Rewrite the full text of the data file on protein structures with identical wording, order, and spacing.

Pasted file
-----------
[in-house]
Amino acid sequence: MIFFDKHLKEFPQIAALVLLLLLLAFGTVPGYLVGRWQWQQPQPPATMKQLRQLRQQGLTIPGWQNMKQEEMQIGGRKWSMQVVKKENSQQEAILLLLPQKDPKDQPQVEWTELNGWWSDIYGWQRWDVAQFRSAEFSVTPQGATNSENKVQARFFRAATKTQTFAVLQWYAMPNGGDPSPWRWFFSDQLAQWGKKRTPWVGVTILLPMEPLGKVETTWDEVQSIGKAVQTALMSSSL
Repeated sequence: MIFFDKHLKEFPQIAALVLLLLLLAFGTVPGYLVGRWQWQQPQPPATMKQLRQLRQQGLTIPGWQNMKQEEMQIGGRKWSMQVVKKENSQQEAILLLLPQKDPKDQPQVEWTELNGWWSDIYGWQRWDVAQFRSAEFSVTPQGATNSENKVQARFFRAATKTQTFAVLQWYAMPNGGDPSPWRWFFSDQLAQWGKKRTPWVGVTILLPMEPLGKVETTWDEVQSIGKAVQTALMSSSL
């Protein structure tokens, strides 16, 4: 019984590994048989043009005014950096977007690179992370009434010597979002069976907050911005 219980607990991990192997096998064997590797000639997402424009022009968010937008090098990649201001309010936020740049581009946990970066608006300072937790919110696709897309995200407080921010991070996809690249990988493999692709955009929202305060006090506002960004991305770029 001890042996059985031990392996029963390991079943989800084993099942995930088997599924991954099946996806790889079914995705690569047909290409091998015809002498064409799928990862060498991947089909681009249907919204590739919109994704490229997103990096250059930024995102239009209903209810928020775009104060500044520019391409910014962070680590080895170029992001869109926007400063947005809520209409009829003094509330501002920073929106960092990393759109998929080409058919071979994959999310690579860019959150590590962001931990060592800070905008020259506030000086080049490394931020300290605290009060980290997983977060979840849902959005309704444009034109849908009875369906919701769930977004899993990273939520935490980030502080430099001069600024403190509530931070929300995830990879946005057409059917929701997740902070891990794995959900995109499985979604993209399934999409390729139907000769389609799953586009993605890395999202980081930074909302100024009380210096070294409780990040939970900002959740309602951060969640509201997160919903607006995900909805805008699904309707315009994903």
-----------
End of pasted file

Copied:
[in-house]
Amino acid sequence: MIFFDKHLKEFPQIAALVLLLLLLAFGTVPGYLVGRWQWQQPQPPATMKQLRQLRQQGLTIPGWQNMKQEEMQIGGRKWSMQVVKKENSQQEAILLLLPQKDPKDQPQVEWTELNGWWSDIYGWQRWDVAQFRSAEFSVTPQGATNSENKVQARFFRAATKTQTFAVLQWYAMPNGGDPSPWRWFFSDQLAQWGKKRTPWVGVTILLPMEPLGKVETTWDEVQSIGKAVQTALMSSSL
Repeated sequence: MIFFDKHLKEFPQIAALVLLLLLLAFGTVPGYLVGRWQWQQPQPPATMKQLRQLRQQGLTIPGWQNMKQEEMQIGGRKWSMQVVKKENSQQEAILLLLPQKDPKDQPQVEWTELNGWWSDIYGWQRWDVAQFRSAEFSVTPQGATNSENKVQARFFRAATKTQTFAVLQWYAMPNGGDPSPWRWFFSDQLAQWGKKRTPWVGVTILLPMEPLGKVETTWDEVQSIGKAVQTALMSSSL
């Protein structure tokens, strides 16, 4: 019984590994048989043009005014950096977007690179992370009434010597979002069976907050911005 219980607990991990192997096998064997590797000639997402424009022009968010937008090098990649201001309010936020740049581009946990970066608006300072937790919110696709897309995200407080921010991070996809690249990988493999692709955009929202305060006090506002960004991305770029 001890042996059985031990392996029963390991079943989800084993099942995930088997599924991954099946996806790889079914995705690569047909290409091998015809002498064409799928990862060498991947089909681009249907919204590739919109994704490229997103990096250059930024995102239009209903209810928020775009104060500044520019391409910014962070680590080895170029992001869109926007400063947005809520209409009829003094509330501002920073929106960092990393759109998929080409058919071979994959999310690579860019959150590590962001931990060592800070905008020259506030000086080049490394931020300290605290009060980290997983977060979840849902959005309704444009034109849908009875369906919701769930977004899993990273939520935490980030502080430099001069600024403190509530931070929300995830990879946005057409059917929701997740902070891990794995959900995109499985979604993209399934999409390729139907000769389609799953586009993605890395999202980081930074909302100024009380210096070294409780990040939970900002959740309602951060969640509201997160919903607006995900909805805008699904309707315009994903």